Democratic strategist Hilary Rosen hit close to many American homes with her comment that Ann Romney, stay-at-home mother of five boys, "had never worked a day in her life."
The broadside didn't just hit a presidential candidate's wife but also a wide swath of Middle America moms.
It turns out the typical stay-at-home mom doesn't live next door to the "Desperate Housewives" in a four-bedroom house on Wisteria Lane. Instead, as The New York Times reported after the Rosen-Romney dust-up, 65% of stay-at-home, married mothers of children under 18 live in a household with an annual income below $75,000.
Rosen apologized, saying she valued all women's work. Trouble is, her comments fit a longtime pattern of statements by liberal feminists that seem to diminish the decision not to work outside the home.
On the campaign trail for her husband in 1992, Hillary Clinton defended her own choice to pursue a law career by disparaging what others opted to do. "I suppose I could have stayed home and baked cookies and had teas, but what I decided to do was to fulfill my profession," she told reporters.
Clinton's condescension was only a faint echo of the brutal comments made by feminist matriarch Betty Friedan in her 1963 book "The Feminine Mystique."
"I am convinced there is something about the housewife state itself that is dangerous," wrote Friedan, describing the homemaker as consigned to "a comfortable concentration camp."
Friedan used the term "feminine mystique" to refer to "certain concrete, finite, domestic aspects of feminine existence" made "into a religion, a pattern by which all women must now live or deny their femininity."
Since Friedan's day, the demographics have changed dramatically. By 1982, women had outstripped men in the number of bachelor's degrees earned each year; by 1986, the same was true for master's degrees. In 1995, more women in the workforce had bachelor's degrees than men.
About 70% of married mothers with children under 18 were in the labor force as of 2010, according to the Bureau of Labor Statistics.
"Within a generation, more households will be supported by women than by men," bestselling author and Washington Post reporter Liza Mundy predicts with praise in her new book "The Richer Sex: How the New Majority of Female Breadwinners Is Transforming Sex, Love and Family."
Not all women will reach the same conclusion.
For decades, nearly all young women consistently have said marriage and motherhood are important to their future happiness. Strong majorities also look forward to working.
When they grow up to be mothers, juggling home and workplace responsibilities, many wish they could tilt their timesheet ratio more toward home. In fact, nearly 70% of full-time working mothers of children under 18 said they'd prefer to work part time or not at all, according to a 2007 report from Pew Research Center.
Feminists claim to support a woman's individual choice when it comes to the balance of work and family life. But episodes such as the Rosen flap don't reveal respectful regard for all women's choices in this arena.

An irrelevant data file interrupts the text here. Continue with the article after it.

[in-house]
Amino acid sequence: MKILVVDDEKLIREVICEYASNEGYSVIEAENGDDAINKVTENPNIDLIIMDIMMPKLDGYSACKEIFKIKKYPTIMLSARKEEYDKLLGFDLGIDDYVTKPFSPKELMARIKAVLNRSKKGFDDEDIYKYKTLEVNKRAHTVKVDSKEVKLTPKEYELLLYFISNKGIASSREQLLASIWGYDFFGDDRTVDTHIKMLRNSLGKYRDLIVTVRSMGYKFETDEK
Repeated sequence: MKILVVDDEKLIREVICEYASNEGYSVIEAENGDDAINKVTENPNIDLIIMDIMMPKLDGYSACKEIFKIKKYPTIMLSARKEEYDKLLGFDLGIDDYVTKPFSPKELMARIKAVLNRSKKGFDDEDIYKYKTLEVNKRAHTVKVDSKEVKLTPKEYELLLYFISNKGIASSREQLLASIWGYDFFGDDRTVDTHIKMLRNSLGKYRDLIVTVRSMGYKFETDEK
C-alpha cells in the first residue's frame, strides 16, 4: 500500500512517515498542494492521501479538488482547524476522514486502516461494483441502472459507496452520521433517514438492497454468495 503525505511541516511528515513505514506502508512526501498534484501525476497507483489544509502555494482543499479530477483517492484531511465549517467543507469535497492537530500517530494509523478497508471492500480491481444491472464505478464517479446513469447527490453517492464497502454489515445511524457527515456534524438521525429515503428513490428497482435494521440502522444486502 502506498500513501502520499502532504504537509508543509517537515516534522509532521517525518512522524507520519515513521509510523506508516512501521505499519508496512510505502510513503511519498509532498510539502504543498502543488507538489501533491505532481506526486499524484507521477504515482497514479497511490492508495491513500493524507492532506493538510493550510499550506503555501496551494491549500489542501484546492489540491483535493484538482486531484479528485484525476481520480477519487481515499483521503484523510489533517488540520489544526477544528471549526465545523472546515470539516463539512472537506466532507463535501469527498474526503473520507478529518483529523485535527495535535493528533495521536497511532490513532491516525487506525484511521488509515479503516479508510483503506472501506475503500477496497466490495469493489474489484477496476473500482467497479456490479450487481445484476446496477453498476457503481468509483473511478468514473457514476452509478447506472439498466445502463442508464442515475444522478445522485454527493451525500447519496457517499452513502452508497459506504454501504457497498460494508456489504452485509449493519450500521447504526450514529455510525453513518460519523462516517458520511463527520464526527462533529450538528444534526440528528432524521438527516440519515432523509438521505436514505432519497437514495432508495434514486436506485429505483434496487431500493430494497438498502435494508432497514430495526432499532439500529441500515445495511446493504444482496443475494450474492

The irony is that women now face a feminist mystique. Today's "pattern by which all women must now live" - to use Friedan's words - leads to awkward silences in response to the homemaker who admits her vocation at a cocktail party.
Too often feminists tend to categorize women as a class. Demanding conformity to the feminist norm, they fail to respect a woman's intellectual freedom to think for herself - the ostensible goal they fought to achieve.
British mystery writer Dorothy Sayers found that "repugnant." She lambasted the impulse in a speech to a women's group in 1938, titled "Are Women Human?"
"What is unreasonable and irritating is to assume that all one's tastes and preferences have to be conditioned by the class to which one belongs," Sayers said. "Are women really not human, that they should be expected to toddle along all in a flock like sheep?"
Today's stay-at-home mom may not be following the crowd. And for that, feminists ought to show her just a little more respect.
Jennifer A. Marshall is director of the DeVos Center for Religion and Civil Society at the Heritage Foundation.
Popular pastor Louie Giglio uses a five-drawer dresser to illustrate the baggage all of us bring to our relationships – especially marriage – and encourages listeners to stop working from past examples and embrace new patterns learned from a relationship with God. (Part 2 of 2)
Popular pastor Louie Giglio uses a five-drawer dresser to illustrate the baggage all of us bring to our relationships – especially marriage – and encourages listeners to stop working from past examples and embrace new patterns learned from a relationship with God. (Part 1 of 2)
Author Kara Durbin describes how parents can take advantage of ordinary, everyday situations to instill biblical values and character in their children.
“While they were there, the time came for the baby to be born, and she gave birth to her firstborn, a son. She wrapped him in cloths and placed him in a manger, because there was no guest room available for them.”